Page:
When Gordon found his way back on the field in Week 12 for the first time since Dec. 21, 2014, he torched the Los Angeles Chargers' outstanding pass defense for four catches and 85 yards. He would have been even more productive had rookie quarterback DeShone Kizer been more consistently accurate.
Against the Green Bay Packers in a heartbreaking 27-21 overtime loss Sunday, Gordon showed not only is he still a force with which to be reckoned, but that he also can make Kizer a better player. He caught three passes for 69 yards and his first touchdown of the season, a first-quarter score in which he blew through Green Bay's confused coverage on an easy post. Gordon's most impressive catch the week before was one in which Kizer threw a ball high enough for him to jump for it, and Gordon physically overwhelmed cornerback Casey Hayward, who's played at a Defensive Player of the Year level all season.
It's rare for a player to come back into the NFL after a long layoff and perform as if he never left; it's even more unusual when that player had relied more on physical gifts than on-field acumen. Let's hope Gordon is able to keep himself together off the field, because he is a special player.
—NFL1000 Lead Scout Doug Farrar
What Has Happened to Derek Carr?
In 2016, Derek Carr was a legitimate MVP candidate. The Oakland Raiders got off to a 11-3 start before he broke his leg against the Indianapolis Colts in Week 16. He finished 2016 with an Adjusted Net Yards Per Attempt of 7.20, per Pro Football Reference, which placed him seventh in the league. Carr was confidently pushing the football downfield and not making many mistakes, as his interception percentage of 1.1 percent was tied with Aaron Rodgers for fourth-best in the league.
The 2017 season has been a far different story for Carr.
Early in the season, it seemed as though Carr was easing his way back into action, perhaps concerned about re-injuring his leg. He also suffered a transverse back fracture against the Denver Broncos that sidelined him for the Raiders' Week 5 contest against the Baltimore Ravens. That means there's an injury factor to consider.
There is also a scheme factor. In B/R's NFL1000 Week 7 Quarterback Rankings, Doug Farrar argued first-year offensive coordinator Todd Downing's focus on the quick passing game, perhaps as a way to protect his quarterback, was holding the Raiders back. In some of their more successful games, such as their earlier victory over the Kansas City Chiefs, a downfield-heavy approach served Carr and Oakland well. But they could not maintain that over the course of the season.
In the end, however, the quarterback needs to execute regardless of the scheme. Carr has thrown 10 interceptions this season—including two more Sunday against the Chiefs—and his interception percentage of 2.1 percent heading into Sunday put him in the middle of the pack.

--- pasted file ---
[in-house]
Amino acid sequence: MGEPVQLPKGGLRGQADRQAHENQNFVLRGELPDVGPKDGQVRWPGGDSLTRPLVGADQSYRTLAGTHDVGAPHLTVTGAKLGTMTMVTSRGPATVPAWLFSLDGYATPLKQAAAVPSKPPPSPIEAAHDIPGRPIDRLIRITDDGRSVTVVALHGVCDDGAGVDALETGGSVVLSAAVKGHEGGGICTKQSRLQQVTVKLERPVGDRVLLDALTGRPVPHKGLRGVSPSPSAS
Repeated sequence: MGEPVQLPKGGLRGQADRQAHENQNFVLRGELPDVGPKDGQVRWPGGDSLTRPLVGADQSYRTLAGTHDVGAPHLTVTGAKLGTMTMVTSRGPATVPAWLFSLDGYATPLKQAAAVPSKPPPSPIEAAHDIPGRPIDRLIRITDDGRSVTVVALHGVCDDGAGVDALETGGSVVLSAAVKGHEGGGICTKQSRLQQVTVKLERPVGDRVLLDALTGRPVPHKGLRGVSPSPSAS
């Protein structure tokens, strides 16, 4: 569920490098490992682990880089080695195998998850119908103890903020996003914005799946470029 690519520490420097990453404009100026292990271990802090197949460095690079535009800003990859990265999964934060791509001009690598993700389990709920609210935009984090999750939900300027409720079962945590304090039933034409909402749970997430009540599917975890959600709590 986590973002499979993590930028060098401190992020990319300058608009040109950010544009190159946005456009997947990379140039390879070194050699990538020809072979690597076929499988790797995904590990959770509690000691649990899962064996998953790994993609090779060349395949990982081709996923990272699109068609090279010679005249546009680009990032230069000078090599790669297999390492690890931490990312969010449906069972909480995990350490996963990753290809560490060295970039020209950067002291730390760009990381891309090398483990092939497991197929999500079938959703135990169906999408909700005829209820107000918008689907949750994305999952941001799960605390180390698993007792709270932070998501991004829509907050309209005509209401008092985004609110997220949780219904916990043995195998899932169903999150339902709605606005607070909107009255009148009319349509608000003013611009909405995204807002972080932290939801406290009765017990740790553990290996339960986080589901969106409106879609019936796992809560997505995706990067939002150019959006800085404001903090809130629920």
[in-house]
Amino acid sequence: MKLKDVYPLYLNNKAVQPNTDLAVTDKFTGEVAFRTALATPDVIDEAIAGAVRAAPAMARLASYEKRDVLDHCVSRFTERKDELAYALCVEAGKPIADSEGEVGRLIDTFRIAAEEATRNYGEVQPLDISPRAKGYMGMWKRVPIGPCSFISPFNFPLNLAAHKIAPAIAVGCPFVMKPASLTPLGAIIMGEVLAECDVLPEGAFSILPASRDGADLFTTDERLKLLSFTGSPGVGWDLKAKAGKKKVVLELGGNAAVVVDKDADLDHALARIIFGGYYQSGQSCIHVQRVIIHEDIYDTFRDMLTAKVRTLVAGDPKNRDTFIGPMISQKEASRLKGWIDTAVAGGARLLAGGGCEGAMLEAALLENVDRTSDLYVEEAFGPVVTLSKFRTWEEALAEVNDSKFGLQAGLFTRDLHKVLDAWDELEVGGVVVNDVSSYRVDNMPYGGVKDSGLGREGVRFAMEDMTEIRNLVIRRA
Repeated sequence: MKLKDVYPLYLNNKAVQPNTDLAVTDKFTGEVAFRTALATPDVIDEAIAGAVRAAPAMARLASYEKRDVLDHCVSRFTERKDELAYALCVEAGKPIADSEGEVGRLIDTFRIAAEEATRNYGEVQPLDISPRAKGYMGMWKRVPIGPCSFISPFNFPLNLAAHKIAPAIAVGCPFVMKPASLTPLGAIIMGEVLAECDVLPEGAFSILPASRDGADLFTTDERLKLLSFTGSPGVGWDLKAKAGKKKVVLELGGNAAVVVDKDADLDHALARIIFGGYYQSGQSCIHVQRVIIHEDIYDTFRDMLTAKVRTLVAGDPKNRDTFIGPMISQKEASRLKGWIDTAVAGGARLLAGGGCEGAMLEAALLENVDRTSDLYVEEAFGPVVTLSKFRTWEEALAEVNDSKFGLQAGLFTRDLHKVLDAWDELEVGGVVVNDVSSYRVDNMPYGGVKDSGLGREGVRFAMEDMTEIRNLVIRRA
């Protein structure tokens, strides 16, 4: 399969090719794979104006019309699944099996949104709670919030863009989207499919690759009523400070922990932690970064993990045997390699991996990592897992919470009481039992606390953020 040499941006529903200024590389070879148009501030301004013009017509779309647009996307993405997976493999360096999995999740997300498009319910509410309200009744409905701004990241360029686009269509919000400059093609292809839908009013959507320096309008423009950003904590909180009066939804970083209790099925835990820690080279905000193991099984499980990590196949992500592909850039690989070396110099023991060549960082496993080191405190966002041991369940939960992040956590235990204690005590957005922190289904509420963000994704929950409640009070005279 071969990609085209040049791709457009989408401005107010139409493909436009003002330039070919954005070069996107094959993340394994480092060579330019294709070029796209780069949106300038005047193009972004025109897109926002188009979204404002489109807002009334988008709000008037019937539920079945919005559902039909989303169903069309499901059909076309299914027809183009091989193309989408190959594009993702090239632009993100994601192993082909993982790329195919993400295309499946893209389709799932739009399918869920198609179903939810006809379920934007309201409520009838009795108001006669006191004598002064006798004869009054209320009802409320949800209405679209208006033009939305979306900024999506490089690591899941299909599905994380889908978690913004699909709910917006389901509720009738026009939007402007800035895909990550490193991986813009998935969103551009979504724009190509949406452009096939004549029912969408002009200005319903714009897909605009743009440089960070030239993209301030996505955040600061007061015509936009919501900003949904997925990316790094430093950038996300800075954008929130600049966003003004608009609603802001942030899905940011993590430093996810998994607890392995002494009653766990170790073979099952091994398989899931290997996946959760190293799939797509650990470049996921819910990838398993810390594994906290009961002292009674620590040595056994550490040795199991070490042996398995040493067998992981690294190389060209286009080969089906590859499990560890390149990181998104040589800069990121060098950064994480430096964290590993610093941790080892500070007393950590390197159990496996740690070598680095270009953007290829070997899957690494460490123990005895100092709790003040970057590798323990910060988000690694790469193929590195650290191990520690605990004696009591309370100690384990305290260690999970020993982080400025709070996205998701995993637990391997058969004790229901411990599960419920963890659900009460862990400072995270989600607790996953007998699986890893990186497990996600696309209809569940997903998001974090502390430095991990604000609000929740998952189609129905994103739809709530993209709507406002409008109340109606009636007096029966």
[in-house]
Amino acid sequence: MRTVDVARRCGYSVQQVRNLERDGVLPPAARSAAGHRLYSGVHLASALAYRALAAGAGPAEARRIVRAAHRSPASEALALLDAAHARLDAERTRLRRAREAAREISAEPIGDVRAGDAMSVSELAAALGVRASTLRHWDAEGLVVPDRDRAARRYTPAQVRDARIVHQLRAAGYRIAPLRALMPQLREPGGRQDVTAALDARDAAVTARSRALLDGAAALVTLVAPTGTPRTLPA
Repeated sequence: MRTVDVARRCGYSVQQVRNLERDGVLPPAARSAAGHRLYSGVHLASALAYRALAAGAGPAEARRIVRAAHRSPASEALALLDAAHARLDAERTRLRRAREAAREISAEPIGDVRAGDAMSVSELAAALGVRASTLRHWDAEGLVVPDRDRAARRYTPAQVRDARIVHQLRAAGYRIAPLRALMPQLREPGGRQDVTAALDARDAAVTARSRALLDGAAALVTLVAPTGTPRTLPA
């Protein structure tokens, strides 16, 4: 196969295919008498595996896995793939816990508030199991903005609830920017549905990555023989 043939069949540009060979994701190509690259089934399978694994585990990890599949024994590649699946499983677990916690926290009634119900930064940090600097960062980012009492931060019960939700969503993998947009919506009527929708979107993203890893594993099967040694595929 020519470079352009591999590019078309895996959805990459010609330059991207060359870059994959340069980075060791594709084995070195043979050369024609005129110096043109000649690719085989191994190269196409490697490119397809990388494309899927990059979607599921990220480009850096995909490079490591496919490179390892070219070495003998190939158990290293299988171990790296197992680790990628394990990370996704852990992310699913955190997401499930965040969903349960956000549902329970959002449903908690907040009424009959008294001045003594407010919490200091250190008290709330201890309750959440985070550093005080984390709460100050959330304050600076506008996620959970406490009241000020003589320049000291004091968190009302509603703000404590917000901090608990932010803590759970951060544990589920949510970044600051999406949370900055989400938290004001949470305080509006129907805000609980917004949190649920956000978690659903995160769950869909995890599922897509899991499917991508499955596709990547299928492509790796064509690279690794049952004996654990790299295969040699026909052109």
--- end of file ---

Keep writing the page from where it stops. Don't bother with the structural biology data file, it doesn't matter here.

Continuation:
On Sunday against the Chiefs, Carr's first interception came when a breakdown in protection caused a passing attempt to pop into the air. His second came on a post route in the direction of Johnny Holton that Holton deflected, which resulted in the pick. Neither play can solely be put on Carr, but both are emblematic of an offense that has struggled to execute as needed over the course of the season.
—NFL1000 QB Scout, Mark Bullock
Has Mitchell Trubisky Started to Turn the Corner?
Development is not linear. Young quarterbacks do not make the same developmental leaps from year to year, week to week or even from drive to drive. They sometimes take steps backward, or even regress.
But developmental arc is trending upward for Chicago Bears quarterback Mitchell Trubisky, and his Week 14 outing against the Cincinnati Bengals was another step in his growth as an NFL quarterback.
He flashed the athleticism that helped make him the No. 2 overall pick, such as his touchdown run on a zone-read play where he made the right decision to pull the ball and keep it himself for a touchdown. Or his athletic flip to Benny Cunningham on a 3rd-and-12 play that nearly picked up a first down. Trubisky tried to climb the pocket and was grabbed, but while he was airborne, he somehow managed to find Cunningham and flip the ball to him. Plays like those certainly will make highlight reels.
But in terms of his development, a number of plays stand out, most notably the next play after the flip to Cunningham. Facing a 4th-and-3, Trubisky dropped back to throw and then found fellow rookie Adam Shaheen for a first down on a deep out route. It was late in his progression, but Trubisky got to the read and made the throw with impressive anticipation as well. Plays like those, where he shows processing speed and anticipation, are evidence that his development is progressing and he has turned the corner.
The Bears made a long-term investment when they traded up for Trubisky. Days like Sunday, where he combined his athleticism with his mental growth, show the investment may well pay off.
—NFL1000 QB Scout, Mark Bullock
Chiefs Get Kareem Hunt Back on Track with Option Offense
After a high-flying start to the season, rookie running back Kareem Hunt and the Chiefs offense have been brought back down to earth, losing six of their last seven going into Sunday's game against the Raiders. They've failed to get Hunt going for most of that stretch and lacked the creativity that helped their offense get off to such an explosive start.
On Sunday, however, the Chiefs recaptured some of the creativity that made the offense so hard to defend early in the year.